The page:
Pathology and Laboratory Medicine is currently at the centre of a revolution in clinical decision-making. Seventy percent of the information in hospital patient care computer systems is from the laboratory. Seventy percent of the important decisions affecting patient outcomes are based on pathologist diagnoses and laboratory information. The revolution from paper-based to computerized health records is complete for pathology and laboratory information. The next phase of the revolution is to apply information technology to create decision-support systems that anticipate clinical situations and assist clinicians in providing up-to-date, evidence-based care.

In order to increase the utility and application of information technologies within medicine, education in medical informatics is needed at all levels of health care. Pathologists are uniquely situated to become the medical information specialists, leaders and educators who advance healthcare through information technology. Pathologists currently design the laboratory systems that deliver health care information and, in the next phase of the information revolution, Pathologists can design the decision support systems that will be central to the next phase.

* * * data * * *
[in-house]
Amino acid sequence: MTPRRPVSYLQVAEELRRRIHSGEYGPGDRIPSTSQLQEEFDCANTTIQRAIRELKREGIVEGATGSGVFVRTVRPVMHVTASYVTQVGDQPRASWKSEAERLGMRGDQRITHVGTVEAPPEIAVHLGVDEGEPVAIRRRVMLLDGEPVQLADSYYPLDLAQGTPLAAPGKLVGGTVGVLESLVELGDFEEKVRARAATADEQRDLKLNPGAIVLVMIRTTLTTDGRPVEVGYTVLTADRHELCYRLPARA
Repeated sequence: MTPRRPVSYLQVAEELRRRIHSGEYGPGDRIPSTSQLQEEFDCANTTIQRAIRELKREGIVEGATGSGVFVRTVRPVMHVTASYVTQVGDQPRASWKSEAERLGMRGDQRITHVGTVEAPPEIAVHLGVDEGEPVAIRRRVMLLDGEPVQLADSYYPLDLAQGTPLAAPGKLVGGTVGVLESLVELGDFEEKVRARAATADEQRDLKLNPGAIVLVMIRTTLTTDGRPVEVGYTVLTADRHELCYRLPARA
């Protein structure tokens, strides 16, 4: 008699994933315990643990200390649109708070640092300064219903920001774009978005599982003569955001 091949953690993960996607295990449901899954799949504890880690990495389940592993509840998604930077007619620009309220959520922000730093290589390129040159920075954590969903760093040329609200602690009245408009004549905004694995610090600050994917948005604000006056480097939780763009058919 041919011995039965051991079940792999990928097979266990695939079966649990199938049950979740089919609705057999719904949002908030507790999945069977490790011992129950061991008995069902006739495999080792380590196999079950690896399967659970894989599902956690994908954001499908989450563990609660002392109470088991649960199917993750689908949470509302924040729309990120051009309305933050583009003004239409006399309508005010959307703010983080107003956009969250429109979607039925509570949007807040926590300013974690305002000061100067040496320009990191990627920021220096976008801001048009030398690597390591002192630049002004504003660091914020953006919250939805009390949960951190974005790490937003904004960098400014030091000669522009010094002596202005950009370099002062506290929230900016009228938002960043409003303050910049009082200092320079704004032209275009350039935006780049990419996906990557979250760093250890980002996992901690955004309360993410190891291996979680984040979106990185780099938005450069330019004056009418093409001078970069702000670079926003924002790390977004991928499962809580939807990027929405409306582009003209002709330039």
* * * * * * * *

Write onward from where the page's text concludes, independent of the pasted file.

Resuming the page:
Pathology has numerous unique characteristics compared to clinical medicine and has specialized informatics needs. Molecular investigations have the potential to logarithmically increase the amount of information available in laboratory investigations. Microchip-based arrays can provide tens of thousands of data points from a single tissue or blood sample. Information may be obtained from multiple diverse sources, including both traditional clinical and anatomic pathology labs, and there is a need to amalgamate this information in a comprehensible manner.

Information technology has the potential to lead to a paradigm shift in the nature of medical practice. Because of its application to molecular techniques, and pathology’s unique position, the practice of pathology stands to be one of the areas most radically changed. Training of pathologists and other health professionals, as well as the creation of medical informatics specialists is needed to facilitate this change and support medicine into the era of increasing information generation, utilization and exploration.